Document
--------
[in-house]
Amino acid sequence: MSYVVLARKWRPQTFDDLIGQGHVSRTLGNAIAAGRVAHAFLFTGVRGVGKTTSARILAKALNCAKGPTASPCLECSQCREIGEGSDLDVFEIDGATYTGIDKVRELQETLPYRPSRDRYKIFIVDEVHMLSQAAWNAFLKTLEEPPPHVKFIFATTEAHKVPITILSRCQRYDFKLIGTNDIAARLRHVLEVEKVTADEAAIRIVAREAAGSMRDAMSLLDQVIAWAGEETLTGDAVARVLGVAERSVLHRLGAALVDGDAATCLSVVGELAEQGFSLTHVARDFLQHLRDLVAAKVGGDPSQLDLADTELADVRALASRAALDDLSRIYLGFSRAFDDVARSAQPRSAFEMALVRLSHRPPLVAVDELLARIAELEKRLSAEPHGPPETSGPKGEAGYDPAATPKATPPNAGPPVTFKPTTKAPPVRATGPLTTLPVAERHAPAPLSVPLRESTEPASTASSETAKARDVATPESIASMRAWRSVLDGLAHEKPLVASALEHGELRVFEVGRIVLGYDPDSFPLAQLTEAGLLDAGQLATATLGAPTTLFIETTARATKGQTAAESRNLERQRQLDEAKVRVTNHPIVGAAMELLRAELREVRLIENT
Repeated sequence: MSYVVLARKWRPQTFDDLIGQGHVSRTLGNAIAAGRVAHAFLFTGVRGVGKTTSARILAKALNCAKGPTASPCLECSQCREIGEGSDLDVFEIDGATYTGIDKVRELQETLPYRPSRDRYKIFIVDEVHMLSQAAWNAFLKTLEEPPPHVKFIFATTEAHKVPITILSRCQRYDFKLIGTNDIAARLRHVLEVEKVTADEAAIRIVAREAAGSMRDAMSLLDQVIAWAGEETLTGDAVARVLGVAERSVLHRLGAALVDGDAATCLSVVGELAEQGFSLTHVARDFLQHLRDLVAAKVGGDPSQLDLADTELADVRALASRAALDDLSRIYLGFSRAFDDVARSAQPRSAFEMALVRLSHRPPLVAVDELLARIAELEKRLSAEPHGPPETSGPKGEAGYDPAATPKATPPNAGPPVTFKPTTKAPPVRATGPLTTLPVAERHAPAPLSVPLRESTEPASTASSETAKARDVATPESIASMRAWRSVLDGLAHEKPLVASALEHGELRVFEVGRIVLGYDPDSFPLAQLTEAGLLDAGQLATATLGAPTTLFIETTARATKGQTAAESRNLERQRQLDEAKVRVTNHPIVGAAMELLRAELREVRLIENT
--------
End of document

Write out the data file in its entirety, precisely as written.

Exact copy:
[in-house]
Amino acid sequence: MSYVVLARKWRPQTFDDLIGQGHVSRTLGNAIAAGRVAHAFLFTGVRGVGKTTSARILAKALNCAKGPTASPCLECSQCREIGEGSDLDVFEIDGATYTGIDKVRELQETLPYRPSRDRYKIFIVDEVHMLSQAAWNAFLKTLEEPPPHVKFIFATTEAHKVPITILSRCQRYDFKLIGTNDIAARLRHVLEVEKVTADEAAIRIVAREAAGSMRDAMSLLDQVIAWAGEETLTGDAVARVLGVAERSVLHRLGAALVDGDAATCLSVVGELAEQGFSLTHVARDFLQHLRDLVAAKVGGDPSQLDLADTELADVRALASRAALDDLSRIYLGFSRAFDDVARSAQPRSAFEMALVRLSHRPPLVAVDELLARIAELEKRLSAEPHGPPETSGPKGEAGYDPAATPKATPPNAGPPVTFKPTTKAPPVRATGPLTTLPVAERHAPAPLSVPLRESTEPASTASSETAKARDVATPESIASMRAWRSVLDGLAHEKPLVASALEHGELRVFEVGRIVLGYDPDSFPLAQLTEAGLLDAGQLATATLGAPTTLFIETTARATKGQTAAESRNLERQRQLDEAKVRVTNHPIVGAAMELLRAELREVRLIENT
Repeated sequence: MSYVVLARKWRPQTFDDLIGQGHVSRTLGNAIAAGRVAHAFLFTGVRGVGKTTSARILAKALNCAKGPTASPCLECSQCREIGEGSDLDVFEIDGATYTGIDKVRELQETLPYRPSRDRYKIFIVDEVHMLSQAAWNAFLKTLEEPPPHVKFIFATTEAHKVPITILSRCQRYDFKLIGTNDIAARLRHVLEVEKVTADEAAIRIVAREAAGSMRDAMSLLDQVIAWAGEETLTGDAVARVLGVAERSVLHRLGAALVDGDAATCLSVVGELAEQGFSLTHVARDFLQHLRDLVAAKVGGDPSQLDLADTELADVRALASRAALDDLSRIYLGFSRAFDDVARSAQPRSAFEMALVRLSHRPPLVAVDELLARIAELEKRLSAEPHGPPETSGPKGEAGYDPAATPKATPPNAGPPVTFKPTTKAPPVRATGPLTTLPVAERHAPAPLSVPLRESTEPASTASSETAKARDVATPESIASMRAWRSVLDGLAHEKPLVASALEHGELRVFEVGRIVLGYDPDSFPLAQLTEAGLLDAGQLATATLGAPTTLFIETTARATKGQTAAESRNLERQRQLDEAKVRVTNHPIVGAAMELLRAELREVRLIENT